The sewing of this top, though, was anything but Merry.  The fabric is a slippery rayon twill like fabric, and it misbehaved the whole way through.  Plus my attention was not good - if I have had things in real life that are draining, I find that it takes me a while to fire up my sewing brain again.

But, with lots of sighing and unpicking and what not, I got there!

The pattern I used was Simplicity 8216:

I had previously done a quick toile of this top.  I usually use size 8 around the arm, neck and shoulder area, and then go out to a 12.  I haven't made many Simplicity garments, and found this approach to size was wrong as the 8 was far too small. So I cut out a size 12 in all areas.  I think Simplicity paterns are going to fit me well with little alteration.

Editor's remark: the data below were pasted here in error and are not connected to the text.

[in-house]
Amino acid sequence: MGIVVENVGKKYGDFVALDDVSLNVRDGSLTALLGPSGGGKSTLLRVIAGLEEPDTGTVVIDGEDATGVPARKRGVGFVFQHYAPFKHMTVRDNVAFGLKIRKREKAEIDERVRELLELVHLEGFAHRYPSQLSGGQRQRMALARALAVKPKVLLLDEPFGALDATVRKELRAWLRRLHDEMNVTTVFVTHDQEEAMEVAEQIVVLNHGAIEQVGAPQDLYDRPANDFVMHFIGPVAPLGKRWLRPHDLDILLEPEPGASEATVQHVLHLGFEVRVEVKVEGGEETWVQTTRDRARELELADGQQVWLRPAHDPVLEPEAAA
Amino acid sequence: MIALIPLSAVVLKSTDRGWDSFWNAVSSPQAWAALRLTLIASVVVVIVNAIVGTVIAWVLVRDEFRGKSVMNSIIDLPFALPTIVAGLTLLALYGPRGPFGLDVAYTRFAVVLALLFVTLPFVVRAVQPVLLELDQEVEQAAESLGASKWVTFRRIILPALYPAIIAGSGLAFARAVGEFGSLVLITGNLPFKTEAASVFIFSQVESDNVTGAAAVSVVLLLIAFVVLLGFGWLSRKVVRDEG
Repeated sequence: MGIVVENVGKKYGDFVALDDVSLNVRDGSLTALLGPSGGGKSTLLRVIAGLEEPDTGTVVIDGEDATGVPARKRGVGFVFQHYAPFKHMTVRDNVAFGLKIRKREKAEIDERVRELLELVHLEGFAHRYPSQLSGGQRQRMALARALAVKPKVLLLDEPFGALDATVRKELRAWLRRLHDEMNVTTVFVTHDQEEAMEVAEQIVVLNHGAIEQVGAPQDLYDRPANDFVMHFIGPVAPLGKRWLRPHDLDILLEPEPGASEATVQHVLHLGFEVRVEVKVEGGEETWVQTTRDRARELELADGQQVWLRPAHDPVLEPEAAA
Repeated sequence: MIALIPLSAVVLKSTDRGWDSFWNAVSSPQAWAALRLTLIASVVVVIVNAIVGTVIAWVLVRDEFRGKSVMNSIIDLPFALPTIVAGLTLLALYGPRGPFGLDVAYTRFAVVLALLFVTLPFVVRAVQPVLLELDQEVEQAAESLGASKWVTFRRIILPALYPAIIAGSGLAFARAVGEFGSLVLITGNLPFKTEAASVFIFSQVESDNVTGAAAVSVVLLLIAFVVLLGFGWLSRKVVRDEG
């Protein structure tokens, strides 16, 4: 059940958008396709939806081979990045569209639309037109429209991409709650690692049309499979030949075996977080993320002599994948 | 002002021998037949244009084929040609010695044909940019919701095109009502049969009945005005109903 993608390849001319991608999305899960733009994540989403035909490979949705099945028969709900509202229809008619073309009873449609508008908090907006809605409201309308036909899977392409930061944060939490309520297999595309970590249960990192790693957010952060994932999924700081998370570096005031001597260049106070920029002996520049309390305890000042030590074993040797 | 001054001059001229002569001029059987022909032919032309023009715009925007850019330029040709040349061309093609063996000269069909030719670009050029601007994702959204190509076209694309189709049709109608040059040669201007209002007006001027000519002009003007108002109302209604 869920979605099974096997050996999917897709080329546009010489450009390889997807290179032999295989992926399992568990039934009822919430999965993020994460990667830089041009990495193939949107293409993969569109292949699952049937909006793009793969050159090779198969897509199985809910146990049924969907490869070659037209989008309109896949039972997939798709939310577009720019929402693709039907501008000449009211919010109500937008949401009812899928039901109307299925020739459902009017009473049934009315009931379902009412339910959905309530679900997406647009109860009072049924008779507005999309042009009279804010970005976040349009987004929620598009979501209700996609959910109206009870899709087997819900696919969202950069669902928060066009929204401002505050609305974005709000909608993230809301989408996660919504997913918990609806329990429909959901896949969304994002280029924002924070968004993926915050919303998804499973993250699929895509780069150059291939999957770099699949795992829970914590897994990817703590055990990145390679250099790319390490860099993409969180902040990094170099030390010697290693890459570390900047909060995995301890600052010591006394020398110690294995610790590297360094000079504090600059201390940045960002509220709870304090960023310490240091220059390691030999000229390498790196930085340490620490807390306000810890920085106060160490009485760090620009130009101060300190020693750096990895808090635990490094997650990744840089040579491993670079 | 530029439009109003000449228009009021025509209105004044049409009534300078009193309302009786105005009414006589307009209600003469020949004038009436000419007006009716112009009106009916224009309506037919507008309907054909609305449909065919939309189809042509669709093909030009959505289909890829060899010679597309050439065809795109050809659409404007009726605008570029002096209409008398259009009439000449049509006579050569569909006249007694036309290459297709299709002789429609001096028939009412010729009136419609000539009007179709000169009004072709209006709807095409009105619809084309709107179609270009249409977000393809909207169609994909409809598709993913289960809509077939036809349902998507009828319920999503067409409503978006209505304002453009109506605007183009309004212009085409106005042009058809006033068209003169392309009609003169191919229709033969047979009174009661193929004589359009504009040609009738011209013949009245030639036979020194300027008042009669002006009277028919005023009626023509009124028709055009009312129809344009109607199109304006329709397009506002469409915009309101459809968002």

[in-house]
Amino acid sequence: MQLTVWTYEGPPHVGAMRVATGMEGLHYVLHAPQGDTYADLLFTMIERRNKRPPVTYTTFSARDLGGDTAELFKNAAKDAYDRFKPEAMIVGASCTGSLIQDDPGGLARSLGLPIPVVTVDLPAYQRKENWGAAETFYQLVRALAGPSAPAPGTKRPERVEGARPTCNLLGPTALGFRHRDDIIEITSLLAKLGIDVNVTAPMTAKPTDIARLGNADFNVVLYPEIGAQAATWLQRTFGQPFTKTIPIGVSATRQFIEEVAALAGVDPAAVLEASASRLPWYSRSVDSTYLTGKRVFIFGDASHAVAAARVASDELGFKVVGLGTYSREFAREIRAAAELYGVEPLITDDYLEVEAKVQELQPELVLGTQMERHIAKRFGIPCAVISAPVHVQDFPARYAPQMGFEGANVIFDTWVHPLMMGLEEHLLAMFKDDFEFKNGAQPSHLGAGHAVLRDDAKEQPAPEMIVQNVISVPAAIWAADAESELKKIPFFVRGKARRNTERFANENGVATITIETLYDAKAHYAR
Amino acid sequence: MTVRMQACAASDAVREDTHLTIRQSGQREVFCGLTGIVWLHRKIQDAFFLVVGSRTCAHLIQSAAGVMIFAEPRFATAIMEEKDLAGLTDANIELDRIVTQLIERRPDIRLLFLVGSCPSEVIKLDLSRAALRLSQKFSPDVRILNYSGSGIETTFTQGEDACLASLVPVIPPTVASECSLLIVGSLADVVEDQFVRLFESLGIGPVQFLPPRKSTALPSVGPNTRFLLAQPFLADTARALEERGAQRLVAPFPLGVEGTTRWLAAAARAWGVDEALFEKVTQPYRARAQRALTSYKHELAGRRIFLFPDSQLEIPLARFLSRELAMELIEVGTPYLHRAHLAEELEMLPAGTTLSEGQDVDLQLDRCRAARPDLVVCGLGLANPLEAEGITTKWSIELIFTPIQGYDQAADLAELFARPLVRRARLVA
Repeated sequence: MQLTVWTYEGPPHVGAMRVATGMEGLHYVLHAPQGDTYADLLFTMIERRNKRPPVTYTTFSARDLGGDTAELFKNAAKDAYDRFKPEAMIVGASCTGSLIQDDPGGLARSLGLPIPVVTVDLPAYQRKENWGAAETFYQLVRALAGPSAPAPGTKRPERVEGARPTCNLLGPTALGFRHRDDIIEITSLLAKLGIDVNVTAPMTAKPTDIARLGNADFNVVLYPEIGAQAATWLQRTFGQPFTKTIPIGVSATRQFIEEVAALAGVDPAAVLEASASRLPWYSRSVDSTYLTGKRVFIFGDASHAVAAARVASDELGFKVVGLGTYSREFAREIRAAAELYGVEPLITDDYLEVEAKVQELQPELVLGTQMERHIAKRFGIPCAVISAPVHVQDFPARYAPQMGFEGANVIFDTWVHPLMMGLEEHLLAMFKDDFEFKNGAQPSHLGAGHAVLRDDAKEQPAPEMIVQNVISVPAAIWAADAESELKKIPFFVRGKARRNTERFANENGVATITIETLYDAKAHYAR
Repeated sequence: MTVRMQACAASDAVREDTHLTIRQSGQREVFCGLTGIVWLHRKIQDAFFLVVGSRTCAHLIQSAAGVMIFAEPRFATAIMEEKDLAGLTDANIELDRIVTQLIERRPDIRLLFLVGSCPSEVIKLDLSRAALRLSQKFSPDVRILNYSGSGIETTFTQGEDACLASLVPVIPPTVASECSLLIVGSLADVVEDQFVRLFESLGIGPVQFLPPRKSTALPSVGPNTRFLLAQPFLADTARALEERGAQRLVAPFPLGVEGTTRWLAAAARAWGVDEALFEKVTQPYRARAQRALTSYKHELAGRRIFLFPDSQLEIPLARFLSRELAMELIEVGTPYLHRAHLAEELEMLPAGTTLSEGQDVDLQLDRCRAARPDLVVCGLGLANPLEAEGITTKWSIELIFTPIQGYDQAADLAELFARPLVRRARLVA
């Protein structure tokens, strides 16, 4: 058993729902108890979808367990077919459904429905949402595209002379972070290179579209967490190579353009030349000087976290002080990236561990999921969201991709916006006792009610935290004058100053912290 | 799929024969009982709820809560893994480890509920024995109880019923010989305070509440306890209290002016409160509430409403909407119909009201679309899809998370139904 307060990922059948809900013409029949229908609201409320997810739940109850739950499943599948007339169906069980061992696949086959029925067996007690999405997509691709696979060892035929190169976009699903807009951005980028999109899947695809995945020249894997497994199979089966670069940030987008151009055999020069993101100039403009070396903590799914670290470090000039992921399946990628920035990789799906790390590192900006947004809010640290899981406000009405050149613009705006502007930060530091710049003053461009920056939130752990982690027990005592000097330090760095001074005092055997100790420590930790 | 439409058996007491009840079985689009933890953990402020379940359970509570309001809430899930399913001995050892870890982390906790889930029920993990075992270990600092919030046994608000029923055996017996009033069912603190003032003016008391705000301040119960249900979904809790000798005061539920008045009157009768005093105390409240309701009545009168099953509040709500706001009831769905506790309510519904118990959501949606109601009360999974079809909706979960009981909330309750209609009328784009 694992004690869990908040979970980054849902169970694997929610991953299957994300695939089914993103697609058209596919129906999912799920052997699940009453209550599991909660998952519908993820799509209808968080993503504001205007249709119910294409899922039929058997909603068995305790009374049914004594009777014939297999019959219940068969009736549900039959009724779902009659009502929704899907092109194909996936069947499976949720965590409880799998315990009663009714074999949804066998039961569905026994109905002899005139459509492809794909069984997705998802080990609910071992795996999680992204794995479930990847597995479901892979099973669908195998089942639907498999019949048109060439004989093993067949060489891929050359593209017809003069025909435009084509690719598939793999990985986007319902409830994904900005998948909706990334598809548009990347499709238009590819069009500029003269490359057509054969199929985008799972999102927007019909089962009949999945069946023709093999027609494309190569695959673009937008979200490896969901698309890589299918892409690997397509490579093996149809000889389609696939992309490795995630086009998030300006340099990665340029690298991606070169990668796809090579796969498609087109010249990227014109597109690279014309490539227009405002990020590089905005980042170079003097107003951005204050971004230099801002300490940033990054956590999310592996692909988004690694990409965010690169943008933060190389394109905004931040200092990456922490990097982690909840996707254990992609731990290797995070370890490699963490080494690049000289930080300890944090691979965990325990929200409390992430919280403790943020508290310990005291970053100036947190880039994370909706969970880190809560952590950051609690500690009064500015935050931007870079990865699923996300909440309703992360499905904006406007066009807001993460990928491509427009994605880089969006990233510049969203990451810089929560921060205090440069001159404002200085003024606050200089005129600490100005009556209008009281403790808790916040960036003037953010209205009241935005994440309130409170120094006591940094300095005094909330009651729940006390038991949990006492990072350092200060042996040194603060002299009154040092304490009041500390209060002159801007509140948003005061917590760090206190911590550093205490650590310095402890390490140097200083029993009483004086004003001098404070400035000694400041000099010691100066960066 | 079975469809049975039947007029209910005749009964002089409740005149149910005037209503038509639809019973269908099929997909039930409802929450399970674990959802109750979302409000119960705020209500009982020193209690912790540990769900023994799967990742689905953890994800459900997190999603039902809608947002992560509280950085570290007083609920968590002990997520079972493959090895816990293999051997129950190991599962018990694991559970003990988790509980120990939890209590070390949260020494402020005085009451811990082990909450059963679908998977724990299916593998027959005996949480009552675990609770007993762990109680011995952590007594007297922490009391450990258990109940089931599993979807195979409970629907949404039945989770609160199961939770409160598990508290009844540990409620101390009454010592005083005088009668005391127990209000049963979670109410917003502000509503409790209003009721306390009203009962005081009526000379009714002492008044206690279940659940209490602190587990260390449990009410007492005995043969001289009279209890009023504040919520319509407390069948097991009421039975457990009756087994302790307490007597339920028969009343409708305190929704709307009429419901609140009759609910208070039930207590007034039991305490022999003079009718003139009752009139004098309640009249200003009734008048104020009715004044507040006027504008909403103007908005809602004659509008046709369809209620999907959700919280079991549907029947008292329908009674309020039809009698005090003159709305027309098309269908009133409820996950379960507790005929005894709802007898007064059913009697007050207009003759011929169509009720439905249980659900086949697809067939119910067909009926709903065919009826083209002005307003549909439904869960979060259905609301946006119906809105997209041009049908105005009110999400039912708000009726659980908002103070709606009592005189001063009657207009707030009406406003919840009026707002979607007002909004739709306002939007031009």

I measure the top ( I made version C) and found it very long - more tunic length, although the picture shows it to finish at hip/crotch height.  I am 5'4", or about 162 cms, so not over short.  I shortened the top by about 3 inches /10 cm.

As I knew the fabric I was working with was going to be a little difficult, I decided to omit the cuff and use an elastic casing instead at the bottom of the sleeve.  Sleeves are usually far to long on me, so I thought that by doing this I would have the sleeve finishing at about the right point.  I made the casing too deep, so edged it, which I think looks good. Then my elastic wouldn't fit, so I found another which happened to be softer which is just perfect for this sleeve finish: